11. RatherBHiking

    NICU to School Nurse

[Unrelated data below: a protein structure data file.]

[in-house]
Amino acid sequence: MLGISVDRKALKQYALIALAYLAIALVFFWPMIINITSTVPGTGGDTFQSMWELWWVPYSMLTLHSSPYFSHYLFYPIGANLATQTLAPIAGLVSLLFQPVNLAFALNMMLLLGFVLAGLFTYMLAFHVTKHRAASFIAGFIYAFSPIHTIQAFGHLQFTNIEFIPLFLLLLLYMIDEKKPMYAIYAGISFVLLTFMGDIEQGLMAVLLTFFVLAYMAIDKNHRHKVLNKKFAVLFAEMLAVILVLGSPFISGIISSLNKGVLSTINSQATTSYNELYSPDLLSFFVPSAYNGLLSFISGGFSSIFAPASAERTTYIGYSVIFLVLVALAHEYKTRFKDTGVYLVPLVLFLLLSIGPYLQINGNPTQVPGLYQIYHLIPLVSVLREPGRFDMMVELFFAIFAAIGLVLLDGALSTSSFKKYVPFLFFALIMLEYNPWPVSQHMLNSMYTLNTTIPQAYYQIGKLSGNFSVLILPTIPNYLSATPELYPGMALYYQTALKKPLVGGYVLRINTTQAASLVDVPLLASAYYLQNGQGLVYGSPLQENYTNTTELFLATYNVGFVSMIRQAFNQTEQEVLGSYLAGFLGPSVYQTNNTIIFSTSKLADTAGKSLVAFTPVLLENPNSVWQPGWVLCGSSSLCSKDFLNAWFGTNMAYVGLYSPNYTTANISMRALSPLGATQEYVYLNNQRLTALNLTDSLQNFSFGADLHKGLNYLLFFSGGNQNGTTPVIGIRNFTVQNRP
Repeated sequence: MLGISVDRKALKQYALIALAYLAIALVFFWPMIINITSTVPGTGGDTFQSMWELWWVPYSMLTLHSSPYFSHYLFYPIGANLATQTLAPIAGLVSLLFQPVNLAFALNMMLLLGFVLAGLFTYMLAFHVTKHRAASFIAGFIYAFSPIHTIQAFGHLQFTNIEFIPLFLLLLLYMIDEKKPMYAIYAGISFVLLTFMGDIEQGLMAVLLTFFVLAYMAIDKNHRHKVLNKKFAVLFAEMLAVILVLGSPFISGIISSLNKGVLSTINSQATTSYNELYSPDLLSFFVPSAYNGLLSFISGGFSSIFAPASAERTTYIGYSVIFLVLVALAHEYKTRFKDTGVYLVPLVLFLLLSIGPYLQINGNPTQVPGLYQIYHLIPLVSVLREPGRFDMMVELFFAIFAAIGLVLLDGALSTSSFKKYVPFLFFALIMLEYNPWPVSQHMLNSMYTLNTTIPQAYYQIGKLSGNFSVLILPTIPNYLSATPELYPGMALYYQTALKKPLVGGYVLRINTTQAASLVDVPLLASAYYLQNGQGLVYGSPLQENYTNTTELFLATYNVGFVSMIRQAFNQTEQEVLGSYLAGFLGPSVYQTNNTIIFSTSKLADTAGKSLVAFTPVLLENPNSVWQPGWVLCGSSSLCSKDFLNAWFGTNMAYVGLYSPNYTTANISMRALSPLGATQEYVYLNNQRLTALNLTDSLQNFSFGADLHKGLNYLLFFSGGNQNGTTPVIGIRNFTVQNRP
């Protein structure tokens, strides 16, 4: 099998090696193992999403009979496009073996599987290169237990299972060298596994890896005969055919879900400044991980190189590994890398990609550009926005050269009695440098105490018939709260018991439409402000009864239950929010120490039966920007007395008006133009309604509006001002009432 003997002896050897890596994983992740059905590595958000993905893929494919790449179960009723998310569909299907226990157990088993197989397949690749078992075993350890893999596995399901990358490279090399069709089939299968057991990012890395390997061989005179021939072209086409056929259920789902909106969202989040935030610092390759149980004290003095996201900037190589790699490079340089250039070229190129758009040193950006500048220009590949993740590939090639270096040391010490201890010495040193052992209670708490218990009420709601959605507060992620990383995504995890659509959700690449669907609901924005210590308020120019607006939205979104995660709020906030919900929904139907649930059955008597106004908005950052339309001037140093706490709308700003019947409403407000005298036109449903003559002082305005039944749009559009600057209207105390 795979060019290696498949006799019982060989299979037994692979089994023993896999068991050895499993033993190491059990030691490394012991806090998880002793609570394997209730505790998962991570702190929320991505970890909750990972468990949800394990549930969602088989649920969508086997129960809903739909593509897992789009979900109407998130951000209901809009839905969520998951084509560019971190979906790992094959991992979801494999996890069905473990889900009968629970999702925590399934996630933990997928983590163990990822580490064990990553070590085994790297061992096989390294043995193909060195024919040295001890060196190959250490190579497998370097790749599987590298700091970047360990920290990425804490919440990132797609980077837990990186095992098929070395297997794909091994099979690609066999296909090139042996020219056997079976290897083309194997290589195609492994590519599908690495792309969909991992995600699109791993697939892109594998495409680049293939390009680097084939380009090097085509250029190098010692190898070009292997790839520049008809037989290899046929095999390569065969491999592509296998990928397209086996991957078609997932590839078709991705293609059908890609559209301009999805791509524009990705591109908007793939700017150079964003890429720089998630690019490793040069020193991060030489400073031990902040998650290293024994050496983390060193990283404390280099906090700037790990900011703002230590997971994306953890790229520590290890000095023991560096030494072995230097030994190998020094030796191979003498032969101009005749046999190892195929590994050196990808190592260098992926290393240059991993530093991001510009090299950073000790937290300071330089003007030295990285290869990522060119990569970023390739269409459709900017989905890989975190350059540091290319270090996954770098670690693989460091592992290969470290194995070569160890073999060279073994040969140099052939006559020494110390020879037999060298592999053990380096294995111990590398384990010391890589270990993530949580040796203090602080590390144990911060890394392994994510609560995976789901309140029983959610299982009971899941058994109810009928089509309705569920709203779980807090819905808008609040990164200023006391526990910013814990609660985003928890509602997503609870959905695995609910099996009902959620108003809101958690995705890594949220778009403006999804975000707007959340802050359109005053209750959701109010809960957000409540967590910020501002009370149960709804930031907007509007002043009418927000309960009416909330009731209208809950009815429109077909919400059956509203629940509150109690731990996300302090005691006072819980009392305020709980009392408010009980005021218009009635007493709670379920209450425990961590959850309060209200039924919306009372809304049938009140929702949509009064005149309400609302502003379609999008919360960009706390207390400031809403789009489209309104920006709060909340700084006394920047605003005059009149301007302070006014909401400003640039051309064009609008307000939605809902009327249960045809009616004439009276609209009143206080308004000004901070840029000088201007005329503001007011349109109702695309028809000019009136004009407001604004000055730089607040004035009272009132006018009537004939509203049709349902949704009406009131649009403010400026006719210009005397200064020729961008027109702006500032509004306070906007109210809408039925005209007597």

Everything AWhinyNurse said is spot on. You're going to go from a highly specialized area where there's a lot of life and death scenarios, using your skills, and being a very important team player in the lives of your patients to well "the nurse". No one cares much about you until they need you for an "emergency" such as someone vomiting or to send a kid home that's driving them crazy. A low blood sugar, well, the teachers don't seem to care so much about that. I find it very annoying how teachers over react to so many things a nurse would be thinking that's not that big of a deal and under react to serious stuff. I've had teachers get mad at me for not literally running as fast as I could to the playground for a kid who couldn't walk because I was dealing with a blood sugar of 40 and then when I do make it out to the playground finally I'm like where's the student and am told "I think they're out there playing now." I don't know how many times I've heard "oh I didn't know my student was allergic to that" after I have repeatedly given them the info that they were. I had a child choking in the cafe and an aide gave her the Heimlich maneuver and NO ONE even told me until 2 hours later. I've had kids with an obvious broken bone that I'm trying to get stabilized to have a principal or teacher try and make the kid move their arm and proceeded to move it for them as I'm yelling STOP! I've had parents cuss me out because their child got lice AGAIN. I've had principals throw me under the bus for things that were out of my control and not my fault (usually the teacher didn't do something) but I get blamed. Then there's the endless immunization checking and documentation and dealing with parents who don't get their kids shots in a timely manner, or they are obviously neglecting them or putting them in dangerous situations like dealing drugs at home and CPS won't do anything because they can't prove it as if a normal five year old can explain how to accurately shoot up and says mommy or daddy does this a lot. During the year of covid last year all our teachers and support staff were recognized by the county but guess who wasn't even mentioned! Yep and then we were looked down upon because we asked for extra pay while contact tracing for hours after work and on weekends when teachers would automatically get paid for a 30 min in-service after work. You will also be expected to do lots of things that aren't really a nurse job. Like find clothes changes, find new shoes, help kids who soiled or wet their pants, fix glasses, fix braces, counsel kids about body odor, make sure they have food for the weekend and if not help with that...lots of things. It's an adjustment to go from a hospital position to school nursing. I remember having a hard time because I was bored a lot. (I don't have much time to be bored these days.) The pace is much slower a lot of the time and you're usually dealing with one mostly healthy kid at at time. Sometimes you'll have a few in there at once but it's all minor stuff. You're dealing with a healthy population of stable students. You're job is to make sure they are able to successfully make it through the day or be sent home if sick. You'll see lots of frequent flyers who just want out of class, want attention, truly don't feel well all the time so you kind of have to investigate why. Parents and teachers get mad because you can't automatically diagnose if a bone is broken or someone is having a heart attack. I'm like all Dr's run tests for these things. Then when I do recommend Dr follow up for something I know needs treatment they are like well I don't want to go to the Dr. Isn't there something I can take for this. Yes a prescription. That gets annoying. I have a lot of aides who get mad I'm not sending a snotty kid home. That's all, just snot from allergies or a cold. I'm like I can't keep a kid home until they are no longer snotty. That could be weeks. I've had teachers get mad I wouldn't send one of their students home who wasn't sick and then go to the principal and be told well they know their student...yeah who is playing them! The best parts of the job is obviously the schedule. No nights, weekends, call in's and you get summers off, a week at most holidays, and snow days sometimes. It adds up to almost a part time job (but unfortunately the pay reflects that). Also, I love when I get a hug because I made someone feel better or we were able to get someone out of a dangerous situation. The kids always make me smile or laugh every day and sometimes I get little drawings or colored pictures. You work on your own which can be good and bad. I like the autonomy with no one breathing down my neck checking off what I've done for the day and you don't have to work with Dr's throwing out orders or aides that aren't pulling their weight. It's just you. Which can be a disadvantage with not one other person in the building who gets you. The closest I've found is the special ED teachers. Also in an emergency it's you dealing with it until 911 arrives. You can't call a code team to come and help. Thankfully it doesn't happen often. Your office is your own space. I've been in some nurse's offices that are open and huge and some that are literally transformed closets but it's nice to have your own spot. Whatever you don't get done as far as paperwork you can do the next day. It will be waiting on you but not usually a huge rush. It's a lot like being a social worker/mom many days. Many families are super sweet. You may get to watch Christmas programs or any other programs that are during the day if you aren't busy. The holidays are always fun and kids are excited. You'll be fine! It's much less stressful most of the time. There's usually ebbs and flows to the day. The end of the day when it's close to time to go home you won't see many kids at all. It may feel overwhelming at first all the new things you have to learn but remember as long as the kids all get home alive you've done a good job and the rest can wait. Kuddos for you for trying something new too! If you don't like it I'm sure it won't be hard for you to find something else fairly quickly.